Maintenance management getting a lot of complaints?
If you are a maintenance planner or maintenance manager you may be getting a lot of criticism because of the performance of your maintenance team. Are other departments dissatisfied with your maintenance management program? If this is something that you face a lot, you need to find a way to identify causes and fixes since left as it is, this dissatisfaction will end up in drastic solutions being imposed on you or your team – layoffs, new managers, reorganizations and more. Often this criticism could be completely unjustified since your team may be doing the best it can with the resources that have been provided. However, unless you have identified causes and solutions and have a plan of action you are not going to be able to change impressions. In this two part posting we will explore some of the common criticisms and possible solutions to these problems.
Too many equipment breakdowns or equipment not working properly:
Frequently failing equipment can cause a lot of trouble for operations. It can cause delays and inability to meet targets. Besides this equipment that is working but not working well causes its own problems. You need to identify why these are happening. Use information from complaints or by querying your maintenance management software to find equipment subject to frequent breakdowns or complaints. Once you locate them go through work order data to find what was the cause and feedback. This can help you decide if the equipment needs replacement, technicians need better training or you need better maintenance scheduling.
Maintenance taking too much time to complete or not completed at all:
This is another source of friction with other departments. Identify complaints and find which tasks do not seem to be getting done. Check your maintenance management software reports on work order status to see if these complaints seem justified. It is possible that your maintenance team is skipping less important maintenance work due to time constraints. While this may not cause major problems it could be leading to the impression that work is being dropped. In such cases user education can be helpful. More seriously you may notice large work order backlogs and cancellation of important maintenance work – typically preventive maintenance. You will need to review your maintenance plan and see whether enough time has been budgeted for tasks. Check for schedule clashes and inadequate technician training (flagged by problems in work orders done mainly by specific technicians).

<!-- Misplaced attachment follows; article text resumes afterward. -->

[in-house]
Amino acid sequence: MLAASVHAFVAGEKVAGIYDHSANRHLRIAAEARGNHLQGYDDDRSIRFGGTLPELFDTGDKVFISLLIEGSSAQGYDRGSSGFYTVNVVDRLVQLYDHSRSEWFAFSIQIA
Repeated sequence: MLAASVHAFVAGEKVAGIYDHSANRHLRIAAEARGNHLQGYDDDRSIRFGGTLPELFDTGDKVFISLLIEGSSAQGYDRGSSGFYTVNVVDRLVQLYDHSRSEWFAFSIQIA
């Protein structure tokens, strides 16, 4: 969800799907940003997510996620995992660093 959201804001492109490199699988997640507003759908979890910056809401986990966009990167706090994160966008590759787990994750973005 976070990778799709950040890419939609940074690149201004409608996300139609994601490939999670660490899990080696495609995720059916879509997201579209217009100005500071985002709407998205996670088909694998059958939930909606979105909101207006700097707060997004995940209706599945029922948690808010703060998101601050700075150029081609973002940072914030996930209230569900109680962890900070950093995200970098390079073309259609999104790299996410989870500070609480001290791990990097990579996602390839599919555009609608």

Maintenance costing too much (in labor costs or material):
This is an issue you usually will face with management especially at budget time. Occasionally it may become an issue with other departments who feel too much is being spent on maintenance with inadequate returns. Here having work order reports showing time and expenses can be very useful. You can analyze them to see if there is too much rework or waste. Jobs could be combined or skipped if some are not that important. You could also identify if maintenance technicians may need more training or task estimates need to be fixed if you see work orders taking much longer to complete then estimated. You may need to hire more people if you see too much overtime on a regular basis.
Other complaints & issues:
We cover a few more of these in the second part of this post – “Maintenance Management – Sources Of Failure (Part 2)“.
Using CMMS software to collect & analyze data:
Solving problems as mentioned above requires you to be able to collect and analyze a lot of maintenance data. Having a good CMMS software system is essential to be able to collect such data and do further analysis. If you are looking for a CMMS software package you may find our free maintenance software selection guide useful. It provides a checklist of criteria that can help you identify the right product for your needs.Free CMMS Software Selection Guide